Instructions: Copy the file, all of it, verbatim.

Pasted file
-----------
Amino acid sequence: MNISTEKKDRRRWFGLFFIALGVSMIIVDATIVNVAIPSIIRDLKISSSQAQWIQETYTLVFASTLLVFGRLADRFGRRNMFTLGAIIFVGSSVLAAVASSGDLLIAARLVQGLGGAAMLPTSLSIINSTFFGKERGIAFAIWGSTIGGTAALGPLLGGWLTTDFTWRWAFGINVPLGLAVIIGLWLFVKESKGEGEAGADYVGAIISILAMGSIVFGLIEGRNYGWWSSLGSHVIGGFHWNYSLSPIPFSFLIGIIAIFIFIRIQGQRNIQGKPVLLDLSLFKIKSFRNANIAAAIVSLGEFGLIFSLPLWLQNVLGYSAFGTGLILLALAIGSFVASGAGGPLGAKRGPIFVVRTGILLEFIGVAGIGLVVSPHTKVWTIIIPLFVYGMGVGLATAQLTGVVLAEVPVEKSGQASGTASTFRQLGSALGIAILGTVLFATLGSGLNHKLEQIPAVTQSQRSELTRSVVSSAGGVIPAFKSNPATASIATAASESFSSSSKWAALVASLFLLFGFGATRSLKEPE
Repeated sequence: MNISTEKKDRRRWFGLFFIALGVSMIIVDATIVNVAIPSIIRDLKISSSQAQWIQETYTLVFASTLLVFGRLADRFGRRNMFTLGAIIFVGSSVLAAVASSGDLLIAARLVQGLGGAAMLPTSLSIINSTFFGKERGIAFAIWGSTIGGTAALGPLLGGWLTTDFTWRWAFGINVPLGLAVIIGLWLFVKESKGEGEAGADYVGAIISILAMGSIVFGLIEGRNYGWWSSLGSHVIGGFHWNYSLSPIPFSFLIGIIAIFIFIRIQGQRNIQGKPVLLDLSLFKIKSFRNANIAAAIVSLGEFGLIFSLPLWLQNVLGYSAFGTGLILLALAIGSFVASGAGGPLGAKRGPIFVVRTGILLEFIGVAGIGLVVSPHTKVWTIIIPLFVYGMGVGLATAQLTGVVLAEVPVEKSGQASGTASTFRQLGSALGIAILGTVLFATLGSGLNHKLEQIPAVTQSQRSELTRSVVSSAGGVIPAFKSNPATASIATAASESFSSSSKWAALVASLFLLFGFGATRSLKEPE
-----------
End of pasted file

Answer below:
Amino acid sequence: MNISTEKKDRRRWFGLFFIALGVSMIIVDATIVNVAIPSIIRDLKISSSQAQWIQETYTLVFASTLLVFGRLADRFGRRNMFTLGAIIFVGSSVLAAVASSGDLLIAARLVQGLGGAAMLPTSLSIINSTFFGKERGIAFAIWGSTIGGTAALGPLLGGWLTTDFTWRWAFGINVPLGLAVIIGLWLFVKESKGEGEAGADYVGAIISILAMGSIVFGLIEGRNYGWWSSLGSHVIGGFHWNYSLSPIPFSFLIGIIAIFIFIRIQGQRNIQGKPVLLDLSLFKIKSFRNANIAAAIVSLGEFGLIFSLPLWLQNVLGYSAFGTGLILLALAIGSFVASGAGGPLGAKRGPIFVVRTGILLEFIGVAGIGLVVSPHTKVWTIIIPLFVYGMGVGLATAQLTGVVLAEVPVEKSGQASGTASTFRQLGSALGIAILGTVLFATLGSGLNHKLEQIPAVTQSQRSELTRSVVSSAGGVIPAFKSNPATASIATAASESFSSSSKWAALVASLFLLFGFGATRSLKEPE
Repeated sequence: MNISTEKKDRRRWFGLFFIALGVSMIIVDATIVNVAIPSIIRDLKISSSQAQWIQETYTLVFASTLLVFGRLADRFGRRNMFTLGAIIFVGSSVLAAVASSGDLLIAARLVQGLGGAAMLPTSLSIINSTFFGKERGIAFAIWGSTIGGTAALGPLLGGWLTTDFTWRWAFGINVPLGLAVIIGLWLFVKESKGEGEAGADYVGAIISILAMGSIVFGLIEGRNYGWWSSLGSHVIGGFHWNYSLSPIPFSFLIGIIAIFIFIRIQGQRNIQGKPVLLDLSLFKIKSFRNANIAAAIVSLGEFGLIFSLPLWLQNVLGYSAFGTGLILLALAIGSFVASGAGGPLGAKRGPIFVVRTGILLEFIGVAGIGLVVSPHTKVWTIIIPLFVYGMGVGLATAQLTGVVLAEVPVEKSGQASGTASTFRQLGSALGIAILGTVLFATLGSGLNHKLEQIPAVTQSQRSELTRSVVSSAGGVIPAFKSNPATASIATAASESFSSSSKWAALVASLFLLFGFGATRSLKEPE